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Extreme Programming: Iteration Planning

written by: Bart Gerardi • edited by: Linda Richter • updated: 10/26/2010

In Extreme Programming, Iteration Planning is critical to success. Being able to collect, express, and select user stories is key to maximizing the value of the project.

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    How Iteration is Planned in Extreme Programming

    In Extreme Programming, effort is broken down in terms of iterations. Iterations generally run from one to three weeks and are usually planned a few days to a week before they actually begin. The goal of Iteration Planning is to maximize the value that gets produced during an iteration, while also selecting an amount of work that can be comfortably and safely completed within the time allowed. Each iteration should contain a collection of user stories, infrastructure and tasks that support those stories, and the test cases that support them.

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    The Iteration Planning Meeting

    Image source http://commons.wikimedia.org/wiki/File:SDLC-Maintenance-Highlighted.png Usually about a week before the iteration is scheduled to begin, the project manager, business owner, and a few key individuals (tech lead, business sponsor, etc.) gather to plan the next iteration. What happens in this meeting is usually fairly easy to understand, but it can take some finesse to get done.

    If you are using extreme project management, then you’ve been collecting a series of user stories along the way. A user story, sometimes called a “use case," describes a discrete action that we would like the user to be able to perform: “Upload a photo," or “Run a month-end report" or “Approve a request for production" or something like that. It’s a story that describes how the users will interact with the software, and it needs to have one and only one outcome of success. That is, there needs to be a very clear decision about if it is working or not.

    Along the project, you have been collecting these stories, and you should have a backlog of them that have not yet been delivered. As you are now in the iteration planning stage, you are now tasked with identifying which tasks will be addressed by the iteration that’s about to start. In general, there are two main priority factors: providing value and reducing risk. The goal of this meeting is to balance the two needs and select the list of stories you are going to deliver in the next one to three weeks. The outcome of this iteration planning meeting should be a prioritized list of what the project owner would like produced next.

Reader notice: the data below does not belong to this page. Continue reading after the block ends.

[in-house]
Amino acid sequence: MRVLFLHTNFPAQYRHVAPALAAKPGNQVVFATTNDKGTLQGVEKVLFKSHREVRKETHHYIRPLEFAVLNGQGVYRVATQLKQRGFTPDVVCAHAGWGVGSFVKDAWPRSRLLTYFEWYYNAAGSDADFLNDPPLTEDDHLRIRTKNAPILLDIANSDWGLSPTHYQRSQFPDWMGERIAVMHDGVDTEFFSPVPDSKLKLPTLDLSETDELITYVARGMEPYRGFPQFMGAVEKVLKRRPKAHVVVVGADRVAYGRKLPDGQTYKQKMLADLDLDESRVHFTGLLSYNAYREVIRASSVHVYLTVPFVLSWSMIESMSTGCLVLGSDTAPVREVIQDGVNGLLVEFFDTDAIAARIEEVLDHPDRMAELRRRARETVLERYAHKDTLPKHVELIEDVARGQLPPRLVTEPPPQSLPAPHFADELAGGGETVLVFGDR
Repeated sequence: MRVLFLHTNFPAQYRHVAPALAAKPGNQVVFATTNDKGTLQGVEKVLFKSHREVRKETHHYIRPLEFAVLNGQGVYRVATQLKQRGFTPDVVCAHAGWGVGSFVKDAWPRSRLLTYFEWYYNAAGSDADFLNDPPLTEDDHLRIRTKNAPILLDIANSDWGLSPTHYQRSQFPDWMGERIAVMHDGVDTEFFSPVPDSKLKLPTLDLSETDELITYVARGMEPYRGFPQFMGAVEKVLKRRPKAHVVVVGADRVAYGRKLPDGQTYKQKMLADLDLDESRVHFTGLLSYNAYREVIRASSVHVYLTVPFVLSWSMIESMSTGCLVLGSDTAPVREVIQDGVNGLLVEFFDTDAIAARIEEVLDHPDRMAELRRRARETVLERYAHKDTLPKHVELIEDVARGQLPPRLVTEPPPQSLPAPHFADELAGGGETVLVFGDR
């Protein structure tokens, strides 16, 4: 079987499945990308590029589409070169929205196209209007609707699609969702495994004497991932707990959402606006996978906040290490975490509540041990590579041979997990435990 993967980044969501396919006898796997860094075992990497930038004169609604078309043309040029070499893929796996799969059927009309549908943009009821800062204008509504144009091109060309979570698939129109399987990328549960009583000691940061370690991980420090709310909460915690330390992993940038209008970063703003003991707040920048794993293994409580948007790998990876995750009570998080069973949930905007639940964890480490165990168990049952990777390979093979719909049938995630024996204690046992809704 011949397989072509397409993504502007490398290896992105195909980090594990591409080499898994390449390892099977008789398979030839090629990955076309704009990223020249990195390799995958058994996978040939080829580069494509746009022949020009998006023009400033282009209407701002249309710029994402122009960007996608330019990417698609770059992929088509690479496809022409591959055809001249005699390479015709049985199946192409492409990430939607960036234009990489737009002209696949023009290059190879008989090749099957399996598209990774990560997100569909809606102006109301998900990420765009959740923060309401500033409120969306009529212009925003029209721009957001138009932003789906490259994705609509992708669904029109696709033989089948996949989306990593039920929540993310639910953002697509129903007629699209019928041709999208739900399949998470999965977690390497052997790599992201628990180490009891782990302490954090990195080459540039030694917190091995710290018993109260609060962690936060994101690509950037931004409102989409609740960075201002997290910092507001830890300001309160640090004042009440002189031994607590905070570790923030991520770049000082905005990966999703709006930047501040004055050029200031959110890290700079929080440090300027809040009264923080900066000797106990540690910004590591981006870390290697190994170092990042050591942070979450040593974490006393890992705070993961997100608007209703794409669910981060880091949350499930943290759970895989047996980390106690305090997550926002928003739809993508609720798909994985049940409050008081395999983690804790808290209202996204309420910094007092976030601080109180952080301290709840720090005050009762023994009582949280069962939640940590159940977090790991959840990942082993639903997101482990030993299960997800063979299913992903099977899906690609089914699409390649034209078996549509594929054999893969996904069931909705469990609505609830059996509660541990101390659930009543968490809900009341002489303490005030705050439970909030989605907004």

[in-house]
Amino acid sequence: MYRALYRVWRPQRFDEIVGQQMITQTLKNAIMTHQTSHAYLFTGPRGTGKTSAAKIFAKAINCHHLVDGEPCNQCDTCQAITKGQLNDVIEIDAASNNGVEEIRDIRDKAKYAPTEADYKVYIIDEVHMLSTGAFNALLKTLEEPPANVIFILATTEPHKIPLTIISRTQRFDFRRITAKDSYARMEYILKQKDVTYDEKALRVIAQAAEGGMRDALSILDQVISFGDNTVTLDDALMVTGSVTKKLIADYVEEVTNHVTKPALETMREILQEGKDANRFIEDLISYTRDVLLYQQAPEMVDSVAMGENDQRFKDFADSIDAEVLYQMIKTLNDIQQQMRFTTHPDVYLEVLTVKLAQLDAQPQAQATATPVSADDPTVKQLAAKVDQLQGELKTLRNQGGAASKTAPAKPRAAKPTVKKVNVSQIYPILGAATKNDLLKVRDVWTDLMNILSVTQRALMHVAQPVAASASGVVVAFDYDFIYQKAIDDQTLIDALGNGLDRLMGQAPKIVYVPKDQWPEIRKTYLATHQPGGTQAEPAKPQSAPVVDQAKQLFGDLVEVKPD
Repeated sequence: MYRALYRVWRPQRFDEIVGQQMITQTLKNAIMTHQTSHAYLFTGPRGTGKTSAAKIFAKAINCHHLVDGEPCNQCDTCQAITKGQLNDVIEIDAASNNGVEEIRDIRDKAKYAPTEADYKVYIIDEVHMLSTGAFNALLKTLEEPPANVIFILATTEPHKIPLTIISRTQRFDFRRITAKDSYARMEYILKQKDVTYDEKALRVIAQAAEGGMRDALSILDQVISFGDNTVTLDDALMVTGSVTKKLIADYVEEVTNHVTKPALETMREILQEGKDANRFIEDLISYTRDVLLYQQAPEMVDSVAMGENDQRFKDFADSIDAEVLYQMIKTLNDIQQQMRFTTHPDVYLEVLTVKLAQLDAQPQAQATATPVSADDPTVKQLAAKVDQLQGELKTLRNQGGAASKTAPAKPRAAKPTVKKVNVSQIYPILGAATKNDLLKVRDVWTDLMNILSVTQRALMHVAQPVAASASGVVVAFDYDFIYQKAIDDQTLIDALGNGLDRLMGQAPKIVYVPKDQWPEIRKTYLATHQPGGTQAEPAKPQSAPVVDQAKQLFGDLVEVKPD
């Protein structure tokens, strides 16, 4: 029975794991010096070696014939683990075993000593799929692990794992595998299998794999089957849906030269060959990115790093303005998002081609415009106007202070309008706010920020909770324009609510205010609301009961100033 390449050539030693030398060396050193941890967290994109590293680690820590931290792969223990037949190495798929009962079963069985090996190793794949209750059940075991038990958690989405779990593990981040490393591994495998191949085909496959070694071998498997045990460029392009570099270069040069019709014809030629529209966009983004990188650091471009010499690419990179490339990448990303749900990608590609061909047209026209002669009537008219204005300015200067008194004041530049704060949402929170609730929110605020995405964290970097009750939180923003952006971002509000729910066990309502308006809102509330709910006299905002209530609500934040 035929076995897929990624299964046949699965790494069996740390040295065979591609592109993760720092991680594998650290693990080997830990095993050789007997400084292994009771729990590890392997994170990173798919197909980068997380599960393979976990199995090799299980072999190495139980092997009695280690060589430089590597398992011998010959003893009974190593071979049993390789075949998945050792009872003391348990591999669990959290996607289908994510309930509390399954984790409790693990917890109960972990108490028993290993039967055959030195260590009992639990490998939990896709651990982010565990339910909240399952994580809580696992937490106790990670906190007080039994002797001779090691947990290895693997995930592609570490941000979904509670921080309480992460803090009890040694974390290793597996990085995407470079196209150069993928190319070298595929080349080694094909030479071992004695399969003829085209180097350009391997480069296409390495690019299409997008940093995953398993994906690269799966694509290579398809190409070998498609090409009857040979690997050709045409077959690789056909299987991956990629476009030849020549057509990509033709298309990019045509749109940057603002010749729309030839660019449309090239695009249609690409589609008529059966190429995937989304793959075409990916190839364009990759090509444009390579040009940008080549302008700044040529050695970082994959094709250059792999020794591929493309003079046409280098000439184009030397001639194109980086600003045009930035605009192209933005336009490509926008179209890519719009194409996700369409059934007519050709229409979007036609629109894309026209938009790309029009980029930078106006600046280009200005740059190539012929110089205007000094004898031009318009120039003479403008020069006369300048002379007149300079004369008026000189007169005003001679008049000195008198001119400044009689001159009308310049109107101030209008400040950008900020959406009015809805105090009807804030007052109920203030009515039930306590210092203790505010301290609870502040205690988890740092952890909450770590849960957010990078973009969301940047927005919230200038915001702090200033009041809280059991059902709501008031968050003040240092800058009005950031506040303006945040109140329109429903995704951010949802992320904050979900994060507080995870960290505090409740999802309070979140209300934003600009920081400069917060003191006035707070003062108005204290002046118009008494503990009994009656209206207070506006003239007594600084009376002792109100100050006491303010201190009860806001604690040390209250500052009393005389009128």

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    Planning the Iteration

    Image courtesy of http://www.lumaxart.com/ A key task to planning an iteration in extreme programming is what’s known as “signing up for work." There will be--and should always be--more user stories than you have time to deliver. That is expected, and it's a good thing. If you run out of user stories, you are probably best suited to ending the project rather than running down the tail of whatever value you can provide.

    So, in your meeting, you’ve identified the user stories you want to deliver. Now, it’s time to plan the iteration itself. To do this, you need your senior delivery people, architects, tech team leads, QA leads, etc, to put estimates next to each piece of work. Some will be small, and some will be big; again, this is expected. Your job, as PM, is to now “sign up" or “accept" the amount of work that you feel can comfortably be delivered in the available time.

    The key is to be delivering the highest priority items at all times. Ideally, it would be in strict order, but sometimes that isn’t possible. But you should minimize the amount of lower priority items you are delivering. The final step in the process is to select the stories you will be delivering and publish that list back to the business owner for ratification. Once the owner or owners agree, you are ready to start the iteration.

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    Conclusion

    This is how an iteration is planned in extreme programming. It takes a combination of art and science. You, as project manager, need to determine what the top priority user stories are, and then determine how much capacity your team has for delivering them. Then, you take the list of “accepted" work back to the business and look for approval. Then you deliver. And in one to three weeks, you do it all over again.

    Image Credits:

    Wikimedia Commons, SDLC maintenance, Dzonatas

    Lumaxart.com, The Gold Guys Blog